on Nov. 15 is scheduled to vote on a site plan for a new apartment complex at 400 Army Navy Drive. Bethesda-based developer LCOR has proposed a 20-story building with two towers on one, three-story platform, located east of the planned PenPlace development and west of the Crystal City DoubleTree hotel.
County staff have suggested a number of community benefits from the developer, in exchange for the extra zoning density needed for the project. Among them: affordable housing, public art, park and utility fund contributions; streetscape improvements; and LEED Gold certification. Also, Arlington is considering using of a county-owned parcel in front of the property for a streetcar operations and maintenance facility, but would like the developer to spruce it up in the interim.
The apartment building will replace an aging office building that was formerly home to the Department of Defense Inspector General’s office.
California Tortilla in Courthouse will be offering free burritos to customers on Thursday to celebrate a transition to a new franchise owner.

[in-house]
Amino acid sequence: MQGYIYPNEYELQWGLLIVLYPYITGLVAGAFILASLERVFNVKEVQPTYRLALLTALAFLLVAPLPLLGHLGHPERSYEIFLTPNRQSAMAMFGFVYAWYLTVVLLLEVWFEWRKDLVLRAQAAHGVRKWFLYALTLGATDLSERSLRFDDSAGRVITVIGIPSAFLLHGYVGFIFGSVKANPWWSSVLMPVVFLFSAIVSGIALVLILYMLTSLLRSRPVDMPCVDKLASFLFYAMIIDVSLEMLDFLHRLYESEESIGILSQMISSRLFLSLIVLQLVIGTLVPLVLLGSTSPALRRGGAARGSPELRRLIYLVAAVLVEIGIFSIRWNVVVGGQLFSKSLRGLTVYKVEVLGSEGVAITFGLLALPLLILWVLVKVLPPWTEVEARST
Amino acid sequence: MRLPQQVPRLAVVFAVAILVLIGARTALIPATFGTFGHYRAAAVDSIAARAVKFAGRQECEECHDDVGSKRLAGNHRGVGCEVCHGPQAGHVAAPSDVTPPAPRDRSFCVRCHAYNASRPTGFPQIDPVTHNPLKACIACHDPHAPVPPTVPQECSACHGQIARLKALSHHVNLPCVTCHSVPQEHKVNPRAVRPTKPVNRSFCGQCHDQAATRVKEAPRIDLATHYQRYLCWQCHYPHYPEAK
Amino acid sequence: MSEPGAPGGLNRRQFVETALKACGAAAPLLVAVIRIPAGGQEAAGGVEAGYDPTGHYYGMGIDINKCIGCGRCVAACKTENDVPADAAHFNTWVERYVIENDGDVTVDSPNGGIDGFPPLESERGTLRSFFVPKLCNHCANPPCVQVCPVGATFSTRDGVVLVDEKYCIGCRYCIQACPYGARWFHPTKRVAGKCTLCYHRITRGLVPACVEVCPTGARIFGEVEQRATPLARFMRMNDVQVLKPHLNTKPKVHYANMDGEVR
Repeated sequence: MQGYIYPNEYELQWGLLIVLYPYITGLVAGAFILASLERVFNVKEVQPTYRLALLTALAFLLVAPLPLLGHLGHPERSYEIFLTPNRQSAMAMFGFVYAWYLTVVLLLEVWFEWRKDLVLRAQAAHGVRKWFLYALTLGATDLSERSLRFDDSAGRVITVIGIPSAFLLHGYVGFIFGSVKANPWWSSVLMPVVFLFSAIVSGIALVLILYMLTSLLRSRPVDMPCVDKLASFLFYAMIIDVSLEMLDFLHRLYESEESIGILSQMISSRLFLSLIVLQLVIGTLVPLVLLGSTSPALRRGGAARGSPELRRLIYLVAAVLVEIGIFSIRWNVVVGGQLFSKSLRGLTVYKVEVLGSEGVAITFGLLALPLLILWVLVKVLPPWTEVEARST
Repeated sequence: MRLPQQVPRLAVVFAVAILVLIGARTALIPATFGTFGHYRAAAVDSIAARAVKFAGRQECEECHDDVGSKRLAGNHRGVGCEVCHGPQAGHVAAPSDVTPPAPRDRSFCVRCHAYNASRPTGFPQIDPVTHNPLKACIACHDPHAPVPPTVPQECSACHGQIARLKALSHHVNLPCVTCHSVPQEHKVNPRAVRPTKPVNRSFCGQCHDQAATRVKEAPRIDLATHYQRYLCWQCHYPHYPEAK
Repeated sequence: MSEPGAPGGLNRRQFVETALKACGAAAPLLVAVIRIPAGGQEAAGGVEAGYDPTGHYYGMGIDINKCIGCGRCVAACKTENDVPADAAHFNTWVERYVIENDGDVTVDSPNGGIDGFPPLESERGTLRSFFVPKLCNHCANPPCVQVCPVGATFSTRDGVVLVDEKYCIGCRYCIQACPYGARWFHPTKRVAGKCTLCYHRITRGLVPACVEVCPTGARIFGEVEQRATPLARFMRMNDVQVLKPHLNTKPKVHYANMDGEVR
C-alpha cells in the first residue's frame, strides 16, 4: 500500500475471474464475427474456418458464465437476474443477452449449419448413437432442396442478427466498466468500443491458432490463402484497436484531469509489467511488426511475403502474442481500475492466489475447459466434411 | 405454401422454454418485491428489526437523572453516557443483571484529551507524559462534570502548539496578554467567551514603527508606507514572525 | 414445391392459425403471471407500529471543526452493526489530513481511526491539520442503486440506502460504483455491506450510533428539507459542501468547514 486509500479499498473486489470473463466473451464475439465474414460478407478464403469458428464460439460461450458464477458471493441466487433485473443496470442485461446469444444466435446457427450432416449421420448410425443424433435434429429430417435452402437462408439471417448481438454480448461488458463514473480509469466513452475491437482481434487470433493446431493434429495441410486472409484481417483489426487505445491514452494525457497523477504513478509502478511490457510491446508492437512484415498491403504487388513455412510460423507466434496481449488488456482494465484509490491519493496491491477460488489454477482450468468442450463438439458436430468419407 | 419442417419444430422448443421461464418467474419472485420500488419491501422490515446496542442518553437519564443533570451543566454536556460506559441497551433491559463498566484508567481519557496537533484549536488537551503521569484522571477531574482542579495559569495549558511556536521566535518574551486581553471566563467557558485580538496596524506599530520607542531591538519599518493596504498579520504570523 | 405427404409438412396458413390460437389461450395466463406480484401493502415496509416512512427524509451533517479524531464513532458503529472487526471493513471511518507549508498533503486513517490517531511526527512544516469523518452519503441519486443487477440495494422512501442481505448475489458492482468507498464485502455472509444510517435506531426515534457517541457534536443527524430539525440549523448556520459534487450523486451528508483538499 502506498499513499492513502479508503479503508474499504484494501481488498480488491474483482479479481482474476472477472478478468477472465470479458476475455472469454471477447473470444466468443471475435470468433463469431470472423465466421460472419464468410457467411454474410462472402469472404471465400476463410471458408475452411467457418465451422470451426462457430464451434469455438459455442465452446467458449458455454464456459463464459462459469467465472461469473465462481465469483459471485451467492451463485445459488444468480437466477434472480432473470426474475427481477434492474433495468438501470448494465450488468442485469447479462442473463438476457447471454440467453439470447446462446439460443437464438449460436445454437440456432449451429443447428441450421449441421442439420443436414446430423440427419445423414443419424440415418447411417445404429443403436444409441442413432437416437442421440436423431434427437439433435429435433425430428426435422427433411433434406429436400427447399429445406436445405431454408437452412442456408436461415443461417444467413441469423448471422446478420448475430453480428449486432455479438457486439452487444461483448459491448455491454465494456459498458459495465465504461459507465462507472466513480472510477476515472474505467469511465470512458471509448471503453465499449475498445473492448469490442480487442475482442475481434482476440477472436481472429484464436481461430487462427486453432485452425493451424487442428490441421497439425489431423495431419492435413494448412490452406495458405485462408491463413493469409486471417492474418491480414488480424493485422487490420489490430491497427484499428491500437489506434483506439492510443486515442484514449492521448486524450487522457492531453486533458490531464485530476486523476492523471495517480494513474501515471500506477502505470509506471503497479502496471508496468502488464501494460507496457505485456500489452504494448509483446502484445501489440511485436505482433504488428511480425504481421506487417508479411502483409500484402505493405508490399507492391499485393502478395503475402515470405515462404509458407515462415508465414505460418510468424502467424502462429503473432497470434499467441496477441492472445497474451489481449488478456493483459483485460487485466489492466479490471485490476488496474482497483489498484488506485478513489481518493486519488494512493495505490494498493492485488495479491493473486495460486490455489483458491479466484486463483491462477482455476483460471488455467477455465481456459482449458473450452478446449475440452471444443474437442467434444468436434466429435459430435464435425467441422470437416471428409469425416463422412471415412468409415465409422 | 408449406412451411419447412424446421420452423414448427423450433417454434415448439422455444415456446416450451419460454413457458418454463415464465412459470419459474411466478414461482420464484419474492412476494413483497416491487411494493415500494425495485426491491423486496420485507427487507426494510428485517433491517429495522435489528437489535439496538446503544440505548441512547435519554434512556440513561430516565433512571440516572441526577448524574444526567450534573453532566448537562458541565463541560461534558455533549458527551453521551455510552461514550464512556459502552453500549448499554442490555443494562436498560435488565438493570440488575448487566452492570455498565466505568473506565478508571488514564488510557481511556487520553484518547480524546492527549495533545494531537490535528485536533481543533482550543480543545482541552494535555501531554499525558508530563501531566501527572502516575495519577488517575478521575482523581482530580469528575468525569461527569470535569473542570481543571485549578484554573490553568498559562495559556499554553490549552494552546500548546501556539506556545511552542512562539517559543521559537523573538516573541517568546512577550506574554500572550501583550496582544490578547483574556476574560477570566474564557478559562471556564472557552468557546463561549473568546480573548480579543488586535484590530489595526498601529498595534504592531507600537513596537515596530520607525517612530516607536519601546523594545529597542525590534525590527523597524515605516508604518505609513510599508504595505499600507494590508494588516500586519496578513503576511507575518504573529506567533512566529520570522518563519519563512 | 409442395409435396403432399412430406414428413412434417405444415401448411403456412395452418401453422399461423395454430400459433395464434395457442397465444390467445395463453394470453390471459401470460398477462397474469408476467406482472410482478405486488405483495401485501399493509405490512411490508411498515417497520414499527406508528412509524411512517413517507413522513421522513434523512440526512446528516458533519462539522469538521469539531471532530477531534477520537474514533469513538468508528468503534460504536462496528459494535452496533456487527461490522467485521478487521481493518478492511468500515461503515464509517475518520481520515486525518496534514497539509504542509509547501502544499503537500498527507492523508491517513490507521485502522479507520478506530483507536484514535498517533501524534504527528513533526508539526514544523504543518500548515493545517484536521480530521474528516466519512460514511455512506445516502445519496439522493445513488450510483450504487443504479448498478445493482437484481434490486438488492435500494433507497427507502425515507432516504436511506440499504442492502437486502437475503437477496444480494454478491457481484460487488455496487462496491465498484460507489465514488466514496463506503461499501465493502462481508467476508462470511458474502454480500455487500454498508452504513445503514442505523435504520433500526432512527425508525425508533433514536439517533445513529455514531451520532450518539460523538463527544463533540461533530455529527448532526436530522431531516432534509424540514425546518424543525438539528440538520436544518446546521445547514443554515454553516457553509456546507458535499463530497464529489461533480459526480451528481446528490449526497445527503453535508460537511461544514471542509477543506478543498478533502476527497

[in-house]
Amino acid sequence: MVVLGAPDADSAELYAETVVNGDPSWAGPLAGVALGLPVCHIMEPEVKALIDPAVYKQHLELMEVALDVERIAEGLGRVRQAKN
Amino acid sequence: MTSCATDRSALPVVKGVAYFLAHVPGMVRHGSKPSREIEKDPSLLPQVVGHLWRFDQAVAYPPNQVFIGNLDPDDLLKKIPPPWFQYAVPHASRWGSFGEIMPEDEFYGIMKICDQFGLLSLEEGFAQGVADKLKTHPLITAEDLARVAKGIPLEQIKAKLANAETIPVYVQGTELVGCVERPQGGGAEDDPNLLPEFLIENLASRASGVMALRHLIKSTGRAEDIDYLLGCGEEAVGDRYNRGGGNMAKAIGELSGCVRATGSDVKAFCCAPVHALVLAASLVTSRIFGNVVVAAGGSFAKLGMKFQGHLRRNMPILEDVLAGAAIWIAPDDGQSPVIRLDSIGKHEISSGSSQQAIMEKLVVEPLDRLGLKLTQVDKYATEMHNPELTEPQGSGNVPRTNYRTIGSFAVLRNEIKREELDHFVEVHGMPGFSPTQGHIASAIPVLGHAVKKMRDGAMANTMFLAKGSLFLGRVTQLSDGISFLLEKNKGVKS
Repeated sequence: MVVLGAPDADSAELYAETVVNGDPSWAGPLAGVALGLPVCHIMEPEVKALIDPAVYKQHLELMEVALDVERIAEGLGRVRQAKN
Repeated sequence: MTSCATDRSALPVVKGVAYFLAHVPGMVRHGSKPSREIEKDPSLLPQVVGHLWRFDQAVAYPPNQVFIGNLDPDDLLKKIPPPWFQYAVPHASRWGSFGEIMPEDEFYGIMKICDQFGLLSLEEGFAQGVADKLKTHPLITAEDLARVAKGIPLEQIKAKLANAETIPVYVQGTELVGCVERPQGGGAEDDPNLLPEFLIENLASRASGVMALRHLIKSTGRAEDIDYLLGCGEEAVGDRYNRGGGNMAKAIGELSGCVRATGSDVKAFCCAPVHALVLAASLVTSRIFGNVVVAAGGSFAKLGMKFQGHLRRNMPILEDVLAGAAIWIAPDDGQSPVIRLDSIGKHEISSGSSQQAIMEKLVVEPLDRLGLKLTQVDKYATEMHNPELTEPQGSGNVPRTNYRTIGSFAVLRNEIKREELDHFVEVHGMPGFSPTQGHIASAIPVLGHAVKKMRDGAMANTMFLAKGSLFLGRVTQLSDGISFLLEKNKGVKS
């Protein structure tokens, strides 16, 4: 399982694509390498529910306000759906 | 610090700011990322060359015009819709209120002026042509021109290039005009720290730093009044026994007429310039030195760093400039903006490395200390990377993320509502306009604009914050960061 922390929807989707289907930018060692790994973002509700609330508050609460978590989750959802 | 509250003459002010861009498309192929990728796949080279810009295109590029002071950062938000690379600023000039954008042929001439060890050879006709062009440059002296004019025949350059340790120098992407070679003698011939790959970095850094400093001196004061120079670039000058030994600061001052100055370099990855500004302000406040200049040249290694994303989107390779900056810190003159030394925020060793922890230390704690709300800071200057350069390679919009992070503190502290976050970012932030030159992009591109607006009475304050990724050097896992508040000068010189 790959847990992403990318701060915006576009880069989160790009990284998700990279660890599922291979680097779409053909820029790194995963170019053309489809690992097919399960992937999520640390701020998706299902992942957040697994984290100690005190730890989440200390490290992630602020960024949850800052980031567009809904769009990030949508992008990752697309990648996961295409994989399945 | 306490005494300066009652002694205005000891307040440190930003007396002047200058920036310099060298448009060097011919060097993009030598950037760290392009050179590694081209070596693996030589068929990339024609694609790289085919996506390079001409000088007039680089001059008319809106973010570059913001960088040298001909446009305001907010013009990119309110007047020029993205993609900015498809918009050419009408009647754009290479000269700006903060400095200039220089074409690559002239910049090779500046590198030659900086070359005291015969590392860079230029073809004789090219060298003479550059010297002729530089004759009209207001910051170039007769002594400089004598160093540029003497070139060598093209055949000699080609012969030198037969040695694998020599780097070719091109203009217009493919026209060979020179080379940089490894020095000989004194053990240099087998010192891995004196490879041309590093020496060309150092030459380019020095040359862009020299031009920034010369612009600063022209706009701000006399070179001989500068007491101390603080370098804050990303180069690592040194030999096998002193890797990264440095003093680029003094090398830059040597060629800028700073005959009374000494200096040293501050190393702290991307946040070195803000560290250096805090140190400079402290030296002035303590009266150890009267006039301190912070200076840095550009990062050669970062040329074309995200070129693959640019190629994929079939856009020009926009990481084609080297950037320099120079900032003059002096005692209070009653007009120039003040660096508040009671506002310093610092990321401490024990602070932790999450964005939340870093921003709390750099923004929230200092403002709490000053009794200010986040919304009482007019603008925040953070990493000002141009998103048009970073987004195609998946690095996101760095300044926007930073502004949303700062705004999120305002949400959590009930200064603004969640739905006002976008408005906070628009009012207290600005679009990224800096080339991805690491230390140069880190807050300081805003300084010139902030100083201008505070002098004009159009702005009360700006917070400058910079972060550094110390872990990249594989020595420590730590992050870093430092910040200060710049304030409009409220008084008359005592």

The restaurant, at 2057 Wilson Blvd, has been closed for renovations and sports a new look inside. On Thursday, from 11:00 a.m. to 1:30 p.m. and 5:00 to 7:30 p.m., all customers can get a free burrito and a drink. The first 20 customers in line get a “Burrito Elito” loyalty card with free burritos for a year.
California Tortilla also has locations at Reagan National Airport and in Crystal City. Those, along with all other “Cal Tor” locatons, are offering free chips and queso sauce to any customer who tells the cashier they voted. The promotion is valid today only.
If the weekend’s wind and cold temperatures weren’t enough of a sign that winter is coming, here’s another: the ice skating rink at Pentagon Row is now open.
The rink opened for the season on Saturday. It usually remains open through March.
With the exception of special holiday hours around Christmas and New Year’s, the public skating hours at the rink are:
- Sunday: 10:00 a.m. – 7:00 or 10:00 p.m., depending on rink rentals
- Monday-Wednesday: Noon – 10:00 p.m.
- Thursday: Noon – 7:00 or 10:00 p.m., depending on rink rentals
- Friday: Noon – 11:00 p.m.
- Saturday: 10:00 a.m. – 11:00 p.m.
Skating fees are $8 for adults and $7 for children (12 and under) and seniors (55 and up). Skate rentals are $3.
The rink was expanded last year as part of a renovation of the Pentagon Row plaza.
Many of us go through the annual struggle of figuring out a creative Halloween costume. For Clarendon resident and amputee Josh Sundquist, his disability presents him an annual showcase for his creativity.